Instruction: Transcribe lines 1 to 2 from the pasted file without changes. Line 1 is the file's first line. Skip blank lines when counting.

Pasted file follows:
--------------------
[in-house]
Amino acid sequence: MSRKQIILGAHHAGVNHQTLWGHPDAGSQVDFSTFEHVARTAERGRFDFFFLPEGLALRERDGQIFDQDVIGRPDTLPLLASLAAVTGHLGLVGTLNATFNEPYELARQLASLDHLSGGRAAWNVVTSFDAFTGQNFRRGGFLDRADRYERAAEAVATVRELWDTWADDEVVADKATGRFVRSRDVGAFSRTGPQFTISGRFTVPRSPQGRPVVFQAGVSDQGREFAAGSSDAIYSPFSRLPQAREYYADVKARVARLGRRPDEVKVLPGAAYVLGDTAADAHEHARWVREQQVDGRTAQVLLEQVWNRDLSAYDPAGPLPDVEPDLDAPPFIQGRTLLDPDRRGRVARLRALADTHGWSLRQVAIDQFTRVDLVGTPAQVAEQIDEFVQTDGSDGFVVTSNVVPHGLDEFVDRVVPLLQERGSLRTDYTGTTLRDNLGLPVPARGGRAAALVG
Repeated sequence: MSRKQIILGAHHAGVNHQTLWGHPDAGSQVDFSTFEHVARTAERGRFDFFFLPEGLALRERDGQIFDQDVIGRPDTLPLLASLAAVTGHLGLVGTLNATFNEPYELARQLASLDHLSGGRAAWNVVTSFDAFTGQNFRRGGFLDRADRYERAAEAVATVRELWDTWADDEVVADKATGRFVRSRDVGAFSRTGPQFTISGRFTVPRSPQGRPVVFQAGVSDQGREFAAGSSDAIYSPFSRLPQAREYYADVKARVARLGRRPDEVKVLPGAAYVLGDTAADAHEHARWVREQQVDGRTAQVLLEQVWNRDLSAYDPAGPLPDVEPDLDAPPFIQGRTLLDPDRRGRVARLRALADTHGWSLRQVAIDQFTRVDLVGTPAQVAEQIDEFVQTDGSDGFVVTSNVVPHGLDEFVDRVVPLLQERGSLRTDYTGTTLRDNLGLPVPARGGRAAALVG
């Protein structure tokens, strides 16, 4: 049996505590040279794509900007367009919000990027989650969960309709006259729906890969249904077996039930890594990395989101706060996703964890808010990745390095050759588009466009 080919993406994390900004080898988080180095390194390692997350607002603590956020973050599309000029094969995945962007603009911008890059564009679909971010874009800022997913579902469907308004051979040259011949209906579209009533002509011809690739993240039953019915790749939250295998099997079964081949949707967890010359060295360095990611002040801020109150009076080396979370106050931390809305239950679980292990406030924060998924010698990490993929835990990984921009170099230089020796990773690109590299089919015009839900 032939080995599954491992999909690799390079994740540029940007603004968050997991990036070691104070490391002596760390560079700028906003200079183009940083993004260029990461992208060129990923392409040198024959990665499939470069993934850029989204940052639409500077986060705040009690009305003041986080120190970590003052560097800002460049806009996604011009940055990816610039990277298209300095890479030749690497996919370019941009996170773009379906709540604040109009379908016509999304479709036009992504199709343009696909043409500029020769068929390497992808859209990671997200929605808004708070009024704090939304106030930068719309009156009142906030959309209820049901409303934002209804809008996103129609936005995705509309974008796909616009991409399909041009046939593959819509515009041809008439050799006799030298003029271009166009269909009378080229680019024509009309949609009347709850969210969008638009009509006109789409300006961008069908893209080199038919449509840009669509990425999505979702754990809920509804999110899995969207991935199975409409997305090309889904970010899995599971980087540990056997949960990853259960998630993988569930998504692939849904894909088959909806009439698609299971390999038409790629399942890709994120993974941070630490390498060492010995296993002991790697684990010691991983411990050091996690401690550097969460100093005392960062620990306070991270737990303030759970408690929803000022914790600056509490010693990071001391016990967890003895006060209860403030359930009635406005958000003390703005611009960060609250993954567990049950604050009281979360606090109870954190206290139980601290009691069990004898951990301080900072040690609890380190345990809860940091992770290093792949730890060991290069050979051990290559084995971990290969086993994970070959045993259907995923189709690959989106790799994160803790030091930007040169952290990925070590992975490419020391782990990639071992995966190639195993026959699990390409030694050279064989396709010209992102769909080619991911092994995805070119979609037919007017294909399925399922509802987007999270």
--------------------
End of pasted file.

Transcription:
[in-house]
Amino acid sequence: MSRKQIILGAHHAGVNHQTLWGHPDAGSQVDFSTFEHVARTAERGRFDFFFLPEGLALRERDGQIFDQDVIGRPDTLPLLASLAAVTGHLGLVGTLNATFNEPYELARQLASLDHLSGGRAAWNVVTSFDAFTGQNFRRGGFLDRADRYERAAEAVATVRELWDTWADDEVVADKATGRFVRSRDVGAFSRTGPQFTISGRFTVPRSPQGRPVVFQAGVSDQGREFAAGSSDAIYSPFSRLPQAREYYADVKARVARLGRRPDEVKVLPGAAYVLGDTAADAHEHARWVREQQVDGRTAQVLLEQVWNRDLSAYDPAGPLPDVEPDLDAPPFIQGRTLLDPDRRGRVARLRALADTHGWSLRQVAIDQFTRVDLVGTPAQVAEQIDEFVQTDGSDGFVVTSNVVPHGLDEFVDRVVPLLQERGSLRTDYTGTTLRDNLGLPVPARGGRAAALVG